Published in: on October 29, 2019 at 5:30 am  Comments Off on October 29, 1862: Battle of Mound Island  
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Shiloh, Bloody Shiloh

 

In the Battle of Shiloh, Union losses were 1754 killed, 8408 wounded, 2885 captured: total, 13047. Confederate losses were 1723 killed, 8012 wounded, 959 missing: total, 10694. Of the 100,000 soldiers engaged in this first great bloody conflict of the war, approximately one out of every four who had gone in battle had been killed, wounded or captured. Casualties were 24%, the same as Waterloo’s. Yet Waterlook had settled something while this one apparently had settled nothing. When it was over the two armies were back where they started, with other Waterloos ahead. In another sense, however, it settled a great deal. The American volunteer, whichever side he was on in the war, and however green, would fight as fiercely and stand as firmly as the vaunted veterans of Europe… Total American casualties in all three of the nation’s previous wars – the Revolution, the War of 1812, and the Mexican War: 10623+6765+5885 – were 23,273. Shiloh’s totaled 23,741.

Shelby Foote, The Civil War: A Narrative, Volume I (1958)

 

 

Published in: on October 28, 2019 at 5:30 am  Comments Off on Shiloh, Bloody Shiloh  
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October 27, 1964: A Time For Choosing

Ronald Reagan launched his political career with this speech 55 years ago on behalf of Republican Presidential Nominee Barry Goldwater.  Goldwater went on to be clobbered in November by Lyndon Johnson, but the reaction to Reagan’s speech by conservatives was overwhelmingly positive.  In 1966 Reagan ran for and won the Governorship of California.  14 years later he was elected President of the United States.  Reagan had a relatively brief political career, and it all started with The Speech as this address has gone down in history.  Here is the text of the speech: (more…)

Published in: on October 27, 2019 at 5:30 am  Comments Off on October 27, 1964: A Time For Choosing  
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O’ For a Muse of Fire

 

Something for a weekend.  Soundtrack to Henry V (1989).  Hard to believe that it has been three decades since the release of Kenneth Branagh’s masterful take on Shakespeare’s celebration of England’s greatest warrior king.  Bonus:  Henry pondering whether asserting his claim to the throne of France is moral:

 

Published in: on October 26, 2019 at 5:30 am  Comments Off on O’ For a Muse of Fire  
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604 Years Since Agincourt

 

Riding a small, grey pony – a page leading a great war-horse behind him – he rode up and down the line in front of his troops. His eve-of-battle speech struck a familiar note – he “was come into France to recover his lawful inheritance and that he had good and just cause to claim it”. He warned the archers that the French had sworn to cut three fingers off the right hand of every English bowman captured. “Sirs and fellows,” he promised his army, “as I am true king and knight, for me this day shall never England ransom pay.” When he had finished they shouted back, “Sir, we pray God give you a good life and the victory over your enemies!”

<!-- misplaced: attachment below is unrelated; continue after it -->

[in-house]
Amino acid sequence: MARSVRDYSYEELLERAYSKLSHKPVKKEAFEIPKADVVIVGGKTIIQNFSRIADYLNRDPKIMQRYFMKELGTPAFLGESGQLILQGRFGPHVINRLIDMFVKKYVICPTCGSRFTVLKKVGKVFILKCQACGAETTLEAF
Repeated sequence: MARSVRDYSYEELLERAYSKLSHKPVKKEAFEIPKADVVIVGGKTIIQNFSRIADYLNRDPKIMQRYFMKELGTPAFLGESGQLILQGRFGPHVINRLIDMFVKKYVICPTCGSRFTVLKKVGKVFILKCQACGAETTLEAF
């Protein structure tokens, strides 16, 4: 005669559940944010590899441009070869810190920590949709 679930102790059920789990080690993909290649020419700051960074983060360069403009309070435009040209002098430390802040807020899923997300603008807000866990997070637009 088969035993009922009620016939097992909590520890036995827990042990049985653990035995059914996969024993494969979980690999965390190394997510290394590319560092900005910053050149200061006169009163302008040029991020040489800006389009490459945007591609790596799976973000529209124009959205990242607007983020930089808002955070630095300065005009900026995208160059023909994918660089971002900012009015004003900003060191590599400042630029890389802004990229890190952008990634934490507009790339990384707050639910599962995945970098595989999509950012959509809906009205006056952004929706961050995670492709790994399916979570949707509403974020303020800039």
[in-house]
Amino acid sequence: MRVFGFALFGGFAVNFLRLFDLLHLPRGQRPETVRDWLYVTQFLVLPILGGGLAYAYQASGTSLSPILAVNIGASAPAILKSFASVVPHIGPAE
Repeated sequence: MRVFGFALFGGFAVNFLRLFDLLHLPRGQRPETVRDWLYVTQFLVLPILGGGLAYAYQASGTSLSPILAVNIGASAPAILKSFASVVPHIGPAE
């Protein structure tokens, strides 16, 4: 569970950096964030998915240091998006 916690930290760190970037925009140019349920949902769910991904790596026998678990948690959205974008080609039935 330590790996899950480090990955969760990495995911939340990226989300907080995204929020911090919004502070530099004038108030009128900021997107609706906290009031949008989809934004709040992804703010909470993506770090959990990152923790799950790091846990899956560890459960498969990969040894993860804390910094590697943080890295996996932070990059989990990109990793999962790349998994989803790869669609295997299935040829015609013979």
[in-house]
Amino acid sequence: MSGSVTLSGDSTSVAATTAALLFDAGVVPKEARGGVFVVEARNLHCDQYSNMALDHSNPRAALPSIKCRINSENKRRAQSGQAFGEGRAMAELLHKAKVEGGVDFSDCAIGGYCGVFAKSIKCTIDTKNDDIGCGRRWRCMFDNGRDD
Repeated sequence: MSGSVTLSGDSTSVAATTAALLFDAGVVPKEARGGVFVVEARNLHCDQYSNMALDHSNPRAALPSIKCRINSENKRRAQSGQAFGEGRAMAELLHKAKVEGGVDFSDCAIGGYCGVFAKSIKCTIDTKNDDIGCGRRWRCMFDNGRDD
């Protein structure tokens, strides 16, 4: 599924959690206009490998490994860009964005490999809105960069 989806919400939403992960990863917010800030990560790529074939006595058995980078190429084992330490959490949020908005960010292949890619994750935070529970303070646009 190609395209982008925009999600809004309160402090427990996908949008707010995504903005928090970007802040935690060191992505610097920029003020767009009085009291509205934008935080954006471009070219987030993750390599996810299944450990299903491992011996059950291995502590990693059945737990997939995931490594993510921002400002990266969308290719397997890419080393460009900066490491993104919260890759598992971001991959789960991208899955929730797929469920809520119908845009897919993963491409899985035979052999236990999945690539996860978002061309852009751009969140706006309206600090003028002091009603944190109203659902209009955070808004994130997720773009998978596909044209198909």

Contemporary account by an anonymous chaplain of Henry V at the battle of Agincourt.

Today, October 25, 2019, is the six hundredth and fourth anniversary of Agincourt.  I have always been fascinated by the battle and the play Henry V .

WESTMORELAND. O that we now had here
But one ten thousand of those men in England
That do no work to-day!

KING. What’s he that wishes so?
My cousin, Westmoreland? No, my fair cousin;
If we are mark’d to die, we are enow
To do our country loss; and if to live,
The fewer men, the greater share of honour.
God’s will! I pray thee, wish not one man more.
By Jove, I am not covetous for gold,
Nor care I who doth feed upon my cost;
It yearns me not if men my garments wear;
Such outward things dwell not in my desires.
But if it be a sin to covet honour,
I am the most offending soul alive.
No, faith, my coz, wish not a man from England.
God’s peace! I would not lose so great an honour
As one man more methinks would share from me
For the best hope I have. O, do not wish one more!
Rather proclaim it, Westmoreland, through my host,
That he which hath no stomach to this fight,
Let him depart; his passport shall be made,
And crowns for convoy put into his purse;
We would not die in that man’s company
That fears his fellowship to die with us.
This day is call’d the feast of Crispian.
He that outlives this day, and comes safe home,
Will stand a tip-toe when this day is nam’d,
And rouse him at the name of Crispian.
He that shall live this day, and see old age,
Will yearly on the vigil feast his neighbours,
And say “To-morrow is Saint Crispian.”
Then will he strip his sleeve and show his scars,
And say “These wounds I had on Crispin’s day.”
Old men forget; yet all shall be forgot,
But he’ll remember, with advantages,
What feats he did that day. Then shall our names,
Familiar in his mouth as household words-
Harry the King, Bedford and Exeter,
Warwick and Talbot, Salisbury and Gloucester
Be in their flowing cups freshly rememb’red.
This story shall the good man teach his son;
And Crispin Crispian shall ne’er go by,
From this day to the ending of the world,
But we in it shall be remembered-
We few, we happy few, we band of brothers;